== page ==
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      For each data summary, data from each interview were deductively categorised into themes based on our interview guide by two research team members working independently (see Supplementary Material for data summary template). We created two data summaries and data categorisations per interview; this step was completed by three research team members (N.W., A.M.P., and O.H.). A third research team member (N.W.) then merged the two data summaries for each interview to ensure all data were captured. This merging process consisted of combining the content from the two summaries into a larger, more detailed summary, combining categories or data that were similar or the same and making sure that any differences in data categorisation were discussed by research team members. Using a similar approach to reduce data and generate digestible data summaries as others have done,
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      we then transferred these data into a summary matrix which allowed researchers to compare data across all interviews and to synthesise the data to create succinct and actionable data reports. After concluding all interviews, all data summaries were then reanalysed inductively by one study team member (N.W.) and reviewed in a team meeting with multiple research team members (N.W., A.M.P., O.H., and D.K.C.) to provide deeper insights into clinicians’ unique perspectives and suggested solutions for improving team dynamics in the COVID ICU. This rapid analytic approach, of first deductive and then inductive coding, has been shown to generate rigorous findings compared to traditional qualitative methods.
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      Rigour and trustworthiness of our methods was addressed in several ways.
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      First, to address credibility, our data analysts were team members who had experience conducting qualitative research and had familiarity with the critical care environment (N.W. and D.K.C. each had 6 years of qualitative research experience, and O.H. and A.M.P. had worked as research assistants collecting and analysing qualitative data in ICUs for at least 1 year). As a team, we debriefed about the interviews and analysis during team meetings, which included a discussion of reflexivity and our positionality, and we maintained field notes from all interviews. To address confirmability, we included three independent data analysts—one who conducted the interviews (N.W.) and two others not involved in data collection (O.H. and A.M.P.). Data analysis and matrices were shared with the research team and discussed at team meetings. Through field notes and during team meetings, we discussed our positionality and how that may impact data collection and/or findings. To address dependability, we maintained detailed notes of data collection and analytic processes; we also describe our data collection and analytic process in detail. To address transferability, we recruitment participants with different experience in the teaching hospital (e.g., ICU nurses vs. moderate care nurses) to receive input from various perspectives.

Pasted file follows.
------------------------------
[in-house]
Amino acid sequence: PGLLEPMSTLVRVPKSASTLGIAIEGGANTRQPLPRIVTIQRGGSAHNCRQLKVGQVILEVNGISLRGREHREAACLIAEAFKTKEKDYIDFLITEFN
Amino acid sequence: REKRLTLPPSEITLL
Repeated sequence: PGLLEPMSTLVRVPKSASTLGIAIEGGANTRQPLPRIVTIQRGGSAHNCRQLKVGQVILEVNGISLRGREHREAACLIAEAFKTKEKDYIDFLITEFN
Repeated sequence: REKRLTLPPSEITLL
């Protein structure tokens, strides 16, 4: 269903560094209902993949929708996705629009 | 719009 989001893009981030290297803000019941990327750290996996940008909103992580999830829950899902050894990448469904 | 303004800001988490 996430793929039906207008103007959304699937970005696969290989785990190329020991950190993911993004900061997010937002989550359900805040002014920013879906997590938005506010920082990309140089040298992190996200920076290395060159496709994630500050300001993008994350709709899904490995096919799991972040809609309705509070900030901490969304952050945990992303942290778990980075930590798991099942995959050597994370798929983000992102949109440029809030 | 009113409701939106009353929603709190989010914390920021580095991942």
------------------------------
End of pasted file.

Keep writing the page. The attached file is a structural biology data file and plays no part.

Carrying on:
3. Results

      We conducted 14 interviews (6 nurses and 8 physicians); three (50%) nurses identified as ICU nurses and three (50%) identified as moderate care nurses in some interviews but otherwise known as ward nurses.
      From analysis of these interviews, we identified two themes that affected team dynamics in this newly formed ICU—interpersonal and interprofessional factors described as individual character traits and relationships between clinicians that affected team dynamics and structural factors—and more specifically how the unit was organised, functioned, and maintained through changes in processes, administrative methods, and protocols/guidelines. Within these two themes, there were several subthemes that either facilitated or hindered team dynamics (See Table 1). Clinicians also provided specific suggestions as to how to improve ICU team dynamics in this ICU and in this context (see Table 2).